Re Couillard Nudges Wynne On Cap-And-Trade (Jan. 15):
A carbon tax and cap-and-trade are equally effective in an abstract world: Both put a price on carbon and incentivize the efficient allocation of emissions and reductions.
But a carbon tax works much better in the real world for two reasons. First, it requires the negotiation of a single variable (the tax level) rather than several (the cap and permit allocations). Second, it adds far fewer transaction costs because it does not require the creation of a whole new permit market. Indeed, evidence from places that have put one policy or the other in place has tended to point to a carbon tax performing better, both environmentally and economically.
Thus, while I applaud the governments of Quebec (my first home) and California (my current home), I hope Ontario will look to British Columbia for its carbon pricing model.
Matt Burgess, Santa Barbara, Calif.
Ontario should indeed look to B.C.'s revenue-neutral model for its carbon pricing policy, but with some adjustments. A strong policy prices carbon at the point when it spills into the economy, and raises that price by $10 per carbon ton every year. This will send a price signal to everyone to conserve and invest in energy efficiency measures and clean energy alternatives, which will help reduce pollution and greenhouse gas emissions, and diversify our economy.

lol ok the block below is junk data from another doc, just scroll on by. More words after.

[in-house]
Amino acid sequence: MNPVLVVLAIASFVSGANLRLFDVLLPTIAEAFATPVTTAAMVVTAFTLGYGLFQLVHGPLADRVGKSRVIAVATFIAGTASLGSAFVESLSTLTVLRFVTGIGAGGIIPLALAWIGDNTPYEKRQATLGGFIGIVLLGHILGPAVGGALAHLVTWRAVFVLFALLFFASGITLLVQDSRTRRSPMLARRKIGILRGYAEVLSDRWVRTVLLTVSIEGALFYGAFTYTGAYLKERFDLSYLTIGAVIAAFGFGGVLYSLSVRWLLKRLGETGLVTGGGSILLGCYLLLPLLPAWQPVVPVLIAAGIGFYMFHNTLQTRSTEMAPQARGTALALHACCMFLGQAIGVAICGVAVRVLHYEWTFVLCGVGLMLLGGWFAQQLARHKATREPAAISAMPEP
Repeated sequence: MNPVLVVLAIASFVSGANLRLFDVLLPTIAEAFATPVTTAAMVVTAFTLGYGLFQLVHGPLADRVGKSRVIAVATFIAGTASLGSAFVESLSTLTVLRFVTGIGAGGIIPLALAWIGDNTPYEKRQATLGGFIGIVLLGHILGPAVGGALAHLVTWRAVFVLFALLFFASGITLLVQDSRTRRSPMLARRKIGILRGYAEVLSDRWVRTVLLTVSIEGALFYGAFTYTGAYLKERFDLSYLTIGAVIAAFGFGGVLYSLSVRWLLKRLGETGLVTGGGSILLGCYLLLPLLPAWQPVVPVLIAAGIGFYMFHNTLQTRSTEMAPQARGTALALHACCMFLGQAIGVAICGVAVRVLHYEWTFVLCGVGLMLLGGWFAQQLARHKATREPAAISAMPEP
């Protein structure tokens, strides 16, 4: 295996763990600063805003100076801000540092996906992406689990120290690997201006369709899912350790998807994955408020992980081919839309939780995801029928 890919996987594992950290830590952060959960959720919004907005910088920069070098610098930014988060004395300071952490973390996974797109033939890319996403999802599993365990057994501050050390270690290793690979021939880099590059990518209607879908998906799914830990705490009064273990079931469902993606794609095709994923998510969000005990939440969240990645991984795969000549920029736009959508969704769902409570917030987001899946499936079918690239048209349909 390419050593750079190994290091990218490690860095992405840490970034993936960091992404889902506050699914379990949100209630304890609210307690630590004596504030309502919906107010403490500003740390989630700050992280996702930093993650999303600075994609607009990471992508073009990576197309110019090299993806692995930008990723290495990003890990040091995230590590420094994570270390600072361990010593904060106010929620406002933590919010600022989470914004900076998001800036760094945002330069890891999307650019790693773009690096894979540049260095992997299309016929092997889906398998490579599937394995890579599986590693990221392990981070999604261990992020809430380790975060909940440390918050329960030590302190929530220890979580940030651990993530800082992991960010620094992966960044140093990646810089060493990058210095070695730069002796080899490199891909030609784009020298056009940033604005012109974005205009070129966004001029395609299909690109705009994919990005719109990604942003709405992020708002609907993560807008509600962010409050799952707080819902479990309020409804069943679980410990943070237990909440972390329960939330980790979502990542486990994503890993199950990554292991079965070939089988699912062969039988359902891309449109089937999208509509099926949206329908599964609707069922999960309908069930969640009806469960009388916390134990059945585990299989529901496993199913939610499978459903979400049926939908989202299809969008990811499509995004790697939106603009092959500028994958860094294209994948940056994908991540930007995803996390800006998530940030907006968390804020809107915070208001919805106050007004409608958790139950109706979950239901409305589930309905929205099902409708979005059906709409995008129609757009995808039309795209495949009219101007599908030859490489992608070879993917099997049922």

Cheryl McNamara, Toronto
Bravo for your editorial (This Is Your Chance To Shine, Ontario – Jan. 14). Congratulations for coming on side with most of the major economists on the planet. Now all we need is for a major political party to have enough nerve to put it in their platform.
Ross Gould, Calgary
Budget shell game
Re Joe Oliver's pep talk in Calgary on Thursday (Federal Budget Delayed Due To 'Market Instability' – online, Jan. 15): The Harper government has failed to diversify Canada's economic future. Now, the Conservatives need to find the money somewhere to bribe their base to secure another majority.
It behooves the rest of us to increase our vigilance on the shell game playing out behind closed doors in Ottawa.
Eve Giannini, Toronto
If I screwed up at my job, it sure would be nice if I could change the metrics such that my failure would suddenly be considered success!
Thor Kuhlmann, Vancouver
Yves Boisvert resurrects familiar half-truths regarding the regulation of hate speech (Quebec Doesn't Need A New Hate Law – Jan. 15). "Unlike other provinces," he says, "Quebec's human-rights commission does not have jurisdiction over what is published in the news media [or] on the Internet."
Not exactly. While no province controls the Internet (only the feds do), four can regulate publications or statements. The Supreme Court has twice upheld such powers as reasonable, including in the 2013 Whatcott ruling. There has never been a case in Canada where merely "offensive" speech was banned. The test is: Does it incite hate? Advocate murder, public vilification and the exclusion of people from human society?